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Improve literacy and basic skills by strengthening capacities
RAMAA II supports literacy researchers in Africa

Three master’s students from Niger were able to deepen research projects closely linked with RAMAA (Recherche-action sur la mesure des apprentissages des bénéficiaires des programmes d’alphabétisation), with expertise and resources offered by UIL. The literacy research scholarship that the students received is the first step in UIL's investment to stimulate related research in the ongoing second phase of RAMAA, so as to ensure the sustainability of the project. Following this, UIL will collaborate with 12 national universities in Africa to establish a doctoral school network, in support of the countries’ efforts to advance literacy through effective measurement of literacy programme participants’ outcomes.

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Tackling education challenges with distance learning

To explore innovative solutions to the education and development challenges currently faced in sub-Saharan Africa, representatives from the Association of African Distance Learning Centers (AADLCs) and international experts in non-formal adult education gathered at UIL for a workshop: Responding to the Challenges and Emerging Demands for Continuing Education Through Customized Distance Learning. Participants discussed and affirmed the potential impacts of emerging technologies in distance learning. As an outcome, further partnerships between African Distance Learning Centers and UIL will be developed, which expects to introduce a lifelong learning perspective on customized distance learning so as to ensure sustainability.

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Empowering women with access to lifelong learning

Gender equality can only be fully achieved with empowered women. A core stepping stone to reach this goal is to broaden the access of girls and women to learning opportunities. Bearing this in mind, UIL has been working with the Asia South Pacific Association for Basic and Adult Education (ASPBAE) since March 2016 on the project: Youth-led Action-oriented Research on Basic Skills Education for Young Women’s Empowerment. So far, training workshops have taken place in India, Indonesia and the Philippines, inspiring the selected young female participants to overcome disadvantage and realize the value of education in providing solutions. Participants’ research outcomes have led to new design and piloting of community-based learning programmes, to be implemented in various Community Learning Centres. Meanwhile, case studies based on the project are to be published by UIL, with the expectation that they will inspire better policies and practices for women’s empowerment.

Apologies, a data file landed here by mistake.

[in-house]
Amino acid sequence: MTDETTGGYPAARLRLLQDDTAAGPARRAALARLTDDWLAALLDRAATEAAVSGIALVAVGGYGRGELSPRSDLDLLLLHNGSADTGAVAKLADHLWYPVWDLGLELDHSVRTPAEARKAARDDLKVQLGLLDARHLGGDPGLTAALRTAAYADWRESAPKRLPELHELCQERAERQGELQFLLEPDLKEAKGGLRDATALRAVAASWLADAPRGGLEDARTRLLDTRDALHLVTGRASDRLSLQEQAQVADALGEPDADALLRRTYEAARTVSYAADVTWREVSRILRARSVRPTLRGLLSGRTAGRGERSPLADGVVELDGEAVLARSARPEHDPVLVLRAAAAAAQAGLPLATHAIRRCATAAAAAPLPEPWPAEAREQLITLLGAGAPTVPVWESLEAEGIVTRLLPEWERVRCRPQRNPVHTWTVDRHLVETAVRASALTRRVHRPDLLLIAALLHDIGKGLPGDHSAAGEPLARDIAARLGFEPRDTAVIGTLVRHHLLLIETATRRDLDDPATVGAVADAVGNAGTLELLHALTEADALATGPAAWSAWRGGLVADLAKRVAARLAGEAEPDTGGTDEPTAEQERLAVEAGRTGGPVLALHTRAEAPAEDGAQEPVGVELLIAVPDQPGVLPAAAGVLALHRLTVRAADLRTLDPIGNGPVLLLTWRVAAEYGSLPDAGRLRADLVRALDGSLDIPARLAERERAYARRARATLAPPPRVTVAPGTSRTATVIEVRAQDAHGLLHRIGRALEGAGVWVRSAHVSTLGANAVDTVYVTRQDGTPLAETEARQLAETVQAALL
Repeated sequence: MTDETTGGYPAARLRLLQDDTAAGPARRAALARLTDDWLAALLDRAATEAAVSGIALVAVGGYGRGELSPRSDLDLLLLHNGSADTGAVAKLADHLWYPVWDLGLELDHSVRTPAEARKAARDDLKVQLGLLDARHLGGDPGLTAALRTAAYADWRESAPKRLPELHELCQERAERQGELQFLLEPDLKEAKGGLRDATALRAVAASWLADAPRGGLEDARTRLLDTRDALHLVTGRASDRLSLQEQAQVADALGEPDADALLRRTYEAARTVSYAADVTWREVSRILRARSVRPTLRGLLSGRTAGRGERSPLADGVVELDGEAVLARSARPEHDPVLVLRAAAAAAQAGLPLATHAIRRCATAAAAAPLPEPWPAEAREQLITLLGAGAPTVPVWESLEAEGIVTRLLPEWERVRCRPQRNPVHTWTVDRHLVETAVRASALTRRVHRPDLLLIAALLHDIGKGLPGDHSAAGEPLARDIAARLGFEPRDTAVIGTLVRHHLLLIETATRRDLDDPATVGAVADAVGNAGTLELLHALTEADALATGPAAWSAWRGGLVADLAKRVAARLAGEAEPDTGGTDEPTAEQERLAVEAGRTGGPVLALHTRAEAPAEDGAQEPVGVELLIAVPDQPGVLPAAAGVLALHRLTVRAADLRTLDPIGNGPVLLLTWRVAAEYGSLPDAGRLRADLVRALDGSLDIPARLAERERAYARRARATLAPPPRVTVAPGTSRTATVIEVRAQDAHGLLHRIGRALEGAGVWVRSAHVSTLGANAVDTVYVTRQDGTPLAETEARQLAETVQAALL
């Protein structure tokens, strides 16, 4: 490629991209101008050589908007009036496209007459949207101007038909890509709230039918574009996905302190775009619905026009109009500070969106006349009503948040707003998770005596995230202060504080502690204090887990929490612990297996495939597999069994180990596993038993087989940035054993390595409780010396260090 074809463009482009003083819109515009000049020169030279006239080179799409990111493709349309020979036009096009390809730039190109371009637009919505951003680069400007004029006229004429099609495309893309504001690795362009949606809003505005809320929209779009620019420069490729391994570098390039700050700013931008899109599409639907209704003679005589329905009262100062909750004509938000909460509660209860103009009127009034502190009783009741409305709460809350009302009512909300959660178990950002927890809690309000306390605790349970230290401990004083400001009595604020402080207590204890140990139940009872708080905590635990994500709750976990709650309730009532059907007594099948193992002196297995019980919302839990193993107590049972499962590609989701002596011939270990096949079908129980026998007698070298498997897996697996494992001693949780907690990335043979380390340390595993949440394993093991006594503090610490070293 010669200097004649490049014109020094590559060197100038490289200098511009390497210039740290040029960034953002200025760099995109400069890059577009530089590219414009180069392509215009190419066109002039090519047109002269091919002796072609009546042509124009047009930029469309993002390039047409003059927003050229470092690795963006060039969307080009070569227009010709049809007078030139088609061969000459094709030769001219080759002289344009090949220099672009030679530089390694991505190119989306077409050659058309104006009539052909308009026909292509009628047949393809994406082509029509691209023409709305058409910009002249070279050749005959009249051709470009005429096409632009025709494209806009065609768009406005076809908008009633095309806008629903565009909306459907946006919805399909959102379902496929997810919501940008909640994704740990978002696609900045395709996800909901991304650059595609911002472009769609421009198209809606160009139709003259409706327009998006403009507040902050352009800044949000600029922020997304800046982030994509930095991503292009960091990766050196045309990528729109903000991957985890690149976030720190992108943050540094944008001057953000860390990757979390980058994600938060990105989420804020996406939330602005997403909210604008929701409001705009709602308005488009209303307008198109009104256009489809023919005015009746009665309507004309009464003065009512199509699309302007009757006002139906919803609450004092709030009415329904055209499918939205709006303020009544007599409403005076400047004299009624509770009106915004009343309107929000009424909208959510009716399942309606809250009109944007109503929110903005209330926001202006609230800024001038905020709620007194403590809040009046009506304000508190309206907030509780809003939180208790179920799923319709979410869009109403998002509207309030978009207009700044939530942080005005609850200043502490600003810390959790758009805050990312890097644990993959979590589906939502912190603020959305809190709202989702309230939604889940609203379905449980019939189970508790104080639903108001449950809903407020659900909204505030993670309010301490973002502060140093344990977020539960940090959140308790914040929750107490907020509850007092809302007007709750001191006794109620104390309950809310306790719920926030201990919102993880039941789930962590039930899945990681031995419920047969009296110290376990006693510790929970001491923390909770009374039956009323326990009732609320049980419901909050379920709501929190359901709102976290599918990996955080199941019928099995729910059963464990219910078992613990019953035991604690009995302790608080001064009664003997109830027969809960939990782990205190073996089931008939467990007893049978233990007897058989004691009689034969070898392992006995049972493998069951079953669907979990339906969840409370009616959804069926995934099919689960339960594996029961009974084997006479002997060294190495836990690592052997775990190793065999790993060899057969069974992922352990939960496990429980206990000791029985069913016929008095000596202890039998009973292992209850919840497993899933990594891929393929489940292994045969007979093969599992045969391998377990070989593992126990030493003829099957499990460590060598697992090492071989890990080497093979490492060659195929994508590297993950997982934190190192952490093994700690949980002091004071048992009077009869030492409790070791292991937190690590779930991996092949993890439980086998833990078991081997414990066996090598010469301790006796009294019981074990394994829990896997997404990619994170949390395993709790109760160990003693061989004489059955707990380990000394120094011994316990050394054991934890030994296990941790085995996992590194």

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Upcoming events

10-11 April 2017

Sub-regional doctoral
school on literacy
evaluation: First meeting
with national universities to take place

Venue:
Hamburg, Germany

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26-28 April 2017

Regional Meeting: Learning to Live Sustainably in Cities in Latin America and the Caribbean

Venue:
Villa María, Argentina

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15 May 2017

International Seminar: The Impact of ALE on Health and Well-Being – and What It Means for the SDGs

Venue:
Hamburg, Germany

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18-20 September 2017

Third International
Conference on Learning
Cities

Venue:
Cork, Ireland

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25-27 October 2017

CONFINTEA VI Mid-Term Review 2017: Living and Learning for a Viable Future: Vision 2030

Venue:
Suwon/Osan, Republic of Korea

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Publications

Now in French:
Harnessing the Potential of ICTs: Literacy and Numeracy Programmes Using Radio, TV, Mobile Phones, Tablets and Computers

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Now in French:
Literacy in Multilingual and Multicultural Contexts: Effective Approaches to Adult Learning and Education

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Policy Brief 6: Using Libraries to Support National Literacy Efforts

This policy brief provides insight on how libraries nurture both early literacy skills as well as advanced levels of proficiency, and discusses the need for libraries to be involved in policy dialogue related to literacy.

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Policy Brief 7: Achieving Literacy and Numeracy from a Lifelong Learning Perspective

This policy brief argues that a lifelong learning perspective is essential to the achievement of literacy, and numeracy, as well as in meeting the Sustainable Development Goals. It also provides a set of recommendations for policymakers to incorporate a lifelong learning approach in addressing youth and adult literacy.

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In recognizing the wider benefits of community-based learning, this policy brief puts forward six principles
of action to unfold the potentials of community learning centres (CLCs). It further presents four recommendations for governments to support CLCs in order to achieve education for sustainable development for all.

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The Third Global Report on Adult Learning and Education (GRALE III) is now available in Arabic and Portuguese